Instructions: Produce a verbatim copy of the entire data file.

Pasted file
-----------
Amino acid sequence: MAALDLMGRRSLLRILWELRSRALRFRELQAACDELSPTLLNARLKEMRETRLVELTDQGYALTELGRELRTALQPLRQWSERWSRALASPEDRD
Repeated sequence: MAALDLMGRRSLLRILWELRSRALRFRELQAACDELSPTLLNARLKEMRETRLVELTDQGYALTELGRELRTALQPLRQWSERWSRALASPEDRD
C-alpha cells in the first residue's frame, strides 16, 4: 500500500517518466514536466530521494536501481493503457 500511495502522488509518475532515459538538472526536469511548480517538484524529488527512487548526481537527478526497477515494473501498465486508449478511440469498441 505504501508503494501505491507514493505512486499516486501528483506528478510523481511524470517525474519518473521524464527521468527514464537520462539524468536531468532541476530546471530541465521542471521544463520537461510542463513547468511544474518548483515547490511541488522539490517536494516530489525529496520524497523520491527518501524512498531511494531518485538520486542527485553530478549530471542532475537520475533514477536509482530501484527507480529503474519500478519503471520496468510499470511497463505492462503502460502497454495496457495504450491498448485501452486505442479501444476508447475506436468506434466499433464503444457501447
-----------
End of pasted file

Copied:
Amino acid sequence: MAALDLMGRRSLLRILWELRSRALRFRELQAACDELSPTLLNARLKEMRETRLVELTDQGYALTELGRELRTALQPLRQWSERWSRALASPEDRD
Repeated sequence: MAALDLMGRRSLLRILWELRSRALRFRELQAACDELSPTLLNARLKEMRETRLVELTDQGYALTELGRELRTALQPLRQWSERWSRALASPEDRD
C-alpha cells in the first residue's frame, strides 16, 4: 500500500517518466514536466530521494536501481493503457 500511495502522488509518475532515459538538472526536469511548480517538484524529488527512487548526481537527478526497477515494473501498465486508449478511440469498441 505504501508503494501505491507514493505512486499516486501528483506528478510523481511524470517525474519518473521524464527521468527514464537520462539524468536531468532541476530546471530541465521542471521544463520537461510542463513547468511544474518548483515547490511541488522539490517536494516530489525529496520524497523520491527518501524512498531511494531518485538520486542527485553530478549530471542532475537520475533514477536509482530501484527507480529503474519500478519503471520496468510499470511497463505492462503502460502497454495496457495504450491498448485501452486505442479501444476508447475506436468506434466499433464503444457501447